Heart Disease in Children

We tend to think that heart disease comes with age. Over time, the harmful chemicals we put on our body along with the natural effects of aging take their toll and our organs break down, the heart being one of them.

But, unfortunate as it is, heart disease can occur in children too. They may be born with defects or they may deal with illness that affects their hearts early on. This article will examine the ways heart disease can occur at a young age. 

Congenital Heart Disease: 1% of children in the United States are born with CHD each year. It encompasses a variety of disorders including: 

  • Heart valve disorders
  • Hypoplastic left heart syndrome
  • Ventricular septal defects
  • Atrial septal defects
  • Patent ductus defects
  • Tetralogy of Fallot

CHD can be treated with surgery, catheter procedures and medications. However, it can have long term effects on the child’s health. 


This condition is characterized by a buildup of fat and cholesterol filled plaques inside the arteries that cause them to narrow, increasing the risk of blood clots or heart attacks. Atherosclerosis is unusual in children, but it can occur in youth that have diabetes, hypertension or who are obese.

Treatment involves exercise and a healthy diet.


Arrhythmias are abnormal heart rates. Types of arrhythmias include:

  • Tachycardia: A fast heart rate
  • Bradycardia: A slow heart rate
  • Long Q-T Syndrome
  • Wolff-Parkinson-White Syndrome

An irregular heartbeat can cause symptoms like weakness, fainting, dizziness, fatigue and difficulty breathing. Treatment will vary depending on how it is affecting the child’s health. 

Kawasaki Disease

This is a rare disease that causes inflammation in the blood vessels of the hands, feet, mouth, lips and throat. Symptoms include fever and swollen lymph nodes. Researchers aren’t sure what causes the disease but it can be treated with aspirin and corticosteroids. 

Heart Murmurs

Heart murmurs are a sort of whooshing sound made when blood circulates through blood vessels, chambers or valves near the heart. Murmurs are often harmless, but they could be a sign of a serious underlying condition such as a CHD, fever or anemia. 

A harmless murmur will usually go away on its own, but one caused by an underlying condition will require treatment. 


This condition occurs when the thin sac that surrounds the heart becomes inflamed or infected and interferes with the organ’s ability to pump blood. It is typically the result of heart surgery, a bacterial infection, chest trauma or a connective tissue disorder. Treatments vary depending on the cause of the condition and the child’s age and health status.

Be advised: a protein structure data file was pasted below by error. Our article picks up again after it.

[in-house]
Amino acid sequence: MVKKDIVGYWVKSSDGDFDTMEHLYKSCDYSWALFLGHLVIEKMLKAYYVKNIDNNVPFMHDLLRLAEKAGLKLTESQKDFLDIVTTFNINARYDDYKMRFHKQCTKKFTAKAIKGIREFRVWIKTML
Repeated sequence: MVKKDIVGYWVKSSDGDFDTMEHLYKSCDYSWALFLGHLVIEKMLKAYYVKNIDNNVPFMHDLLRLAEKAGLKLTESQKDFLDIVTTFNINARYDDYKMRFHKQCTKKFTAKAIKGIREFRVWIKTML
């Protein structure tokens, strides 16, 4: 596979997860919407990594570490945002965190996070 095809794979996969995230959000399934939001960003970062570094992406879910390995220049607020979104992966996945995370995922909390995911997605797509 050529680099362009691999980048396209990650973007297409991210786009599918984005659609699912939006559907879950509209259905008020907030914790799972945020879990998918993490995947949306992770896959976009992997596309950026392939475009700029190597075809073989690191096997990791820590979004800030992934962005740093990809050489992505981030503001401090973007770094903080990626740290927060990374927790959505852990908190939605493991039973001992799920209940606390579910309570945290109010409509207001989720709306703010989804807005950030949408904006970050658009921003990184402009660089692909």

Rheumatic Heart Disease

Rheumatic heart disease is caused by streptococcus bacteria which leads to strep throat or scarlet fever. If these conditions are not treated properly, the bacteria can cause severe damage to the heart valves and muscles. It typically occurs in children 5 to 15 years old, but symptoms may not show up for another 10 to 20 years. 

The condition is rare in America. It can be prevented by using antibiotics to rid the body of the bacteria promptly. 

Viral Infections

Viral infections don’t only occur in the respiratory system, they can occur in the heart as well. They can cause myocarditis which affects the heart’s ability to pump blood through the body. 

Viral infections of the heart are rare and may produce light symptoms that are similar to those produced by the flu. Medications used for myocarditis will be effective in treating viral infections. 

Children shouldn’t have to experience heart disease, but unfortunately, a small percentage will have to deal with cardiac issues. It’s good to know that there are ways to treat these conditions so affected youth can go on to lead long and healthy lives. 

We wish you and your family optimal wellness and longevity.

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